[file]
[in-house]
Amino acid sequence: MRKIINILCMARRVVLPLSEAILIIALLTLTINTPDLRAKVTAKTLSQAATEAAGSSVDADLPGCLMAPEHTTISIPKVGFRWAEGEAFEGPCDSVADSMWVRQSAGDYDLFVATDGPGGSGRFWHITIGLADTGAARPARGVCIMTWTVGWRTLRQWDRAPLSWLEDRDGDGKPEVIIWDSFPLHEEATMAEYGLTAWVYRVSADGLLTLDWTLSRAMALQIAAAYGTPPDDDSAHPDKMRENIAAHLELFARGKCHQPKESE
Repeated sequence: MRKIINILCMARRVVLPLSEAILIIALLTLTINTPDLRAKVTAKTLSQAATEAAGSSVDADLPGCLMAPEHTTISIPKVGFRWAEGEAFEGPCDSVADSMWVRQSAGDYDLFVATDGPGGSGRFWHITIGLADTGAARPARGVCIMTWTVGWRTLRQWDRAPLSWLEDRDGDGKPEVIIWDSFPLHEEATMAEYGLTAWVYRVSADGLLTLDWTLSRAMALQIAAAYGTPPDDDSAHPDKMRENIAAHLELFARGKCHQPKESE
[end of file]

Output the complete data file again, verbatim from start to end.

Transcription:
[in-house]
Amino acid sequence: MRKIINILCMARRVVLPLSEAILIIALLTLTINTPDLRAKVTAKTLSQAATEAAGSSVDADLPGCLMAPEHTTISIPKVGFRWAEGEAFEGPCDSVADSMWVRQSAGDYDLFVATDGPGGSGRFWHITIGLADTGAARPARGVCIMTWTVGWRTLRQWDRAPLSWLEDRDGDGKPEVIIWDSFPLHEEATMAEYGLTAWVYRVSADGLLTLDWTLSRAMALQIAAAYGTPPDDDSAHPDKMRENIAAHLELFARGKCHQPKESE
Repeated sequence: MRKIINILCMARRVVLPLSEAILIIALLTLTINTPDLRAKVTAKTLSQAATEAAGSSVDADLPGCLMAPEHTTISIPKVGFRWAEGEAFEGPCDSVADSMWVRQSAGDYDLFVATDGPGGSGRFWHITIGLADTGAARPARGVCIMTWTVGWRTLRQWDRAPLSWLEDRDGDGKPEVIIWDSFPLHEEATMAEYGLTAWVYRVSADGLLTLDWTLSRAMALQIAAAYGTPPDDDSAHPDKMRENIAAHLELFARGKCHQPKESE